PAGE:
Europe OR US Skiing
Across many countries in the world, skiing is amongst the most popular winter sports. So much so, that people will travel as far as necessary to year round snowy mountains to have access to its enjoyment year round. However, different slopes come with different experiences. Especially across continents. Thanks to the help of some of our own skiiers, here are some of the differences that have come up. .
To start off, let’s talk about culture. Skiing is more popular in Europe compared to snowboarding, while in America it’s more of a split demographic. Part of this reason is surely do to the relaxing event that many Europeans will make out of a ski trip. Which is only encouraged, incentivized, and marketed to by the Resort owners. In Europe, it seems that it is more common for groups to take many, lunch, or even drinking breaks and as our since Michelle observed that the culture of alcohol is even bigger there. Meanwhile, in America, food options usually consist of one cafeteria like dining hall, without much for outside options nearby. American’s also may feel they can’t relax much and want to get in as many rounds as possible due to the price being sometimes more than twice as steep. Whereas in Europe, you ski off piste at your own risk, in the US & Canada, designated areas are integrated into the resort. Access is strictly controlled
Mountain height is only one difference between USA and Europe ski slopes. Vertical drop is also a benefit worth mentioning. Alpine slopes vary from beginner to extreme level, but the average vertical drop here makes all North American slopes look like they're made for beginners. This is appreciated by good skiers, but not to scare away beginners, because there is plenty of terrain for them as well. In places like the Alps you can always rely on the glaciers and the altitude to feel confident that there will always be snow.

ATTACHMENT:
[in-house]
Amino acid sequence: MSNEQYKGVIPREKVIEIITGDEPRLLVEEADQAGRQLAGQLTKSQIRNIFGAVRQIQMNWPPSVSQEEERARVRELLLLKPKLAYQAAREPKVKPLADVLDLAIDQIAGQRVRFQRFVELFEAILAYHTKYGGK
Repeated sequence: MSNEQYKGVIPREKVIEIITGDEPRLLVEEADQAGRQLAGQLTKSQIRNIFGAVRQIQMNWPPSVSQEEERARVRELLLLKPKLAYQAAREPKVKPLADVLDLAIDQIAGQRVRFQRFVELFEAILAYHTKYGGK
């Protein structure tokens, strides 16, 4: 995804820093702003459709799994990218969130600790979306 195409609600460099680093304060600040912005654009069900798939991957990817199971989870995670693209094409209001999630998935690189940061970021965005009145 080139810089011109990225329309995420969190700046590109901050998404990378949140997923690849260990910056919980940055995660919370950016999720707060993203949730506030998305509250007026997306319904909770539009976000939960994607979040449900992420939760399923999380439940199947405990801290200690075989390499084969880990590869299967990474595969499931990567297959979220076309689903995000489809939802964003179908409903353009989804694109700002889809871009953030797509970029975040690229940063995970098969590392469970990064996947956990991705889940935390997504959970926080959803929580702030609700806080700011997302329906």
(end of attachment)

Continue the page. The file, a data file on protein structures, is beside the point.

Just a logistic note, the signs are different. In the US you have, green (beginner), blue (intermediate), 1 black diamond (expert), 2 black diamonds (expert only). While in Europe, it’s completely different. They are used to seeing blue (beginner), red (intermediate), and 1 black circle to represent expert. The Europeans though don't have as good of signage as US resorts.
These key differences will come down to what you value as a skier. Do you want a more communal, laid back ski experience, or a non stop skiing frenzy. To add to Europe’s relaxing skiing nature, the scenery is spectacular. Sometimes even grabbing a view of a neighboring country at certain heights. There are less trees so you can see further out, and a large pride and emphasis on the grooming of slopes to look as presentable for their patrons as possible.